Even though severe hypoglycemia increased exponentially with reduction in the HbAIc levels, that risk was not considered unreasonable when compared with the large reduction in risk for significant eye changes, particularly when it appears that the severe hypoglycemia resulted in no measurable brain damage. One should not overlook, however, that there were individuals participating in this study who had mean HbA,c levels in the nondiabetic range during the interval when they had a three-step progression of their retinopathy.1 Thus, intensive management of subjects with IDDM reduced the risk of developing the first microaneurysm by 27% and the evolution of clinically important retinopathy by 76%; nonetheless, there was a threefold increase in severe hypoglycemia and a failure of absolute prevention of retinopathy and its progression in some subjects who maintained near normal HbAlc levels. Intensive treatment, although effective, is not ideal.

Nephropathy

The DCCT was designed to evaluate the influence of hyperglyceraia on the development and progression of the microvascular complications of diabetes as documented in the retinal vasculature. Renal function also was evaluated by periodic measures of glomerular filtration rate and urinary albumin excretion. Those in the intensive therapy group had a reduction in the appearance of both persistent microalbuminuria (40 to 300 mg/day) and more severe albuminuria (5*300 mg/day) by 34% and 56%, respectively, compared with conventionally treated patients. Although it is believed that this information indicates that the development of clinically important nephropathy is delayed by intensive management, longer follow-up is required to be certain.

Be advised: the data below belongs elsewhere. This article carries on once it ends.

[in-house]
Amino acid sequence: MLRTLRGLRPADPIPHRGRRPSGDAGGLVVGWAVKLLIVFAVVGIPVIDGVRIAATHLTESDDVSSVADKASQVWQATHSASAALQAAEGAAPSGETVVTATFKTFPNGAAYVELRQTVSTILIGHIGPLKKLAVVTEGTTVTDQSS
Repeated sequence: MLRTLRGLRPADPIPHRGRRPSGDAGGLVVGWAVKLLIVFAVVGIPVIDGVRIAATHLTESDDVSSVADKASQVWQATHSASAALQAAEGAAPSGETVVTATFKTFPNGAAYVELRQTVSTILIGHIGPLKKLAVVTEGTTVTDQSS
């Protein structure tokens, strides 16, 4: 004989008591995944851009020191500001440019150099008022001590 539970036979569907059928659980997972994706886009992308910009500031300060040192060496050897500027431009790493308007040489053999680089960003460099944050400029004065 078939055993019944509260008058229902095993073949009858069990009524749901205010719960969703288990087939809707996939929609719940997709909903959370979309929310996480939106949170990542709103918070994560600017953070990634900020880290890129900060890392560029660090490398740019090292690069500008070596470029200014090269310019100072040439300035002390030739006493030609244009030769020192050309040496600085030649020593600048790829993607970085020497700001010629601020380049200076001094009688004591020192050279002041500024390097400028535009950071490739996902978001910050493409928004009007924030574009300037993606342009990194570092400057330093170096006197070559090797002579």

Table

TABLELessons Learned From the Diabetes Control and Complications Trial (DCCT)

TABLE

Lessons Learned From the Diabetes Control and Complications Trial (DCCT)

Neuropathy

An assessment of peripheral nerve function (nerve conduction velocity, autonomie function, history, and physical examination) was used in the EKXT study Intensive therapy reduced the risk of impaired peripheral nerve function. This observation strengthens the conclusion that intensive therapy that results in a reduction of the HbAlc level results in an important reduction in the onset and progression of all the complications associated with chronic diabetes mellitus.